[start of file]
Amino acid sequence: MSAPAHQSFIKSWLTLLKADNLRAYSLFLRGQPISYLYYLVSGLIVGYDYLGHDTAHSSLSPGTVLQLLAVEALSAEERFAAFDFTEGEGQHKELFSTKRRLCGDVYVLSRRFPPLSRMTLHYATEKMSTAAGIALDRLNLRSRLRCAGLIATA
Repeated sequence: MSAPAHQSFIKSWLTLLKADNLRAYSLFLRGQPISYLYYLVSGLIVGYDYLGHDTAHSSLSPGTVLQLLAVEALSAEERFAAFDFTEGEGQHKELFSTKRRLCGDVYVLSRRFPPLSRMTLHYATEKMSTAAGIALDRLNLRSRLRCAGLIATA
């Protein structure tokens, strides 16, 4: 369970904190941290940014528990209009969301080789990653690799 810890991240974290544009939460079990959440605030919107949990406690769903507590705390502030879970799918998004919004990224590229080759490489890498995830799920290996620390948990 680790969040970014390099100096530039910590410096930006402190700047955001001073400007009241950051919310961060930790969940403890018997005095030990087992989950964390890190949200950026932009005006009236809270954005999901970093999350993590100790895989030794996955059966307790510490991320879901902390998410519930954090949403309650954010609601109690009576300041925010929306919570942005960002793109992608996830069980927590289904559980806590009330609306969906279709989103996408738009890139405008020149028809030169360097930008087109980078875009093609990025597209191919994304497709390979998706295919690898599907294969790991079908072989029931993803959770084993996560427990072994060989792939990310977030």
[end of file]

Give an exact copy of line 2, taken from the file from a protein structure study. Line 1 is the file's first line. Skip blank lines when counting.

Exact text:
Repeated sequence: MSAPAHQSFIKSWLTLLKADNLRAYSLFLRGQPISYLYYLVSGLIVGYDYLGHDTAHSSLSPGTVLQLLAVEALSAEERFAAFDFTEGEGQHKELFSTKRRLCGDVYVLSRRFPPLSRMTLHYATEKMSTAAGIALDRLNLRSRLRCAGLIATA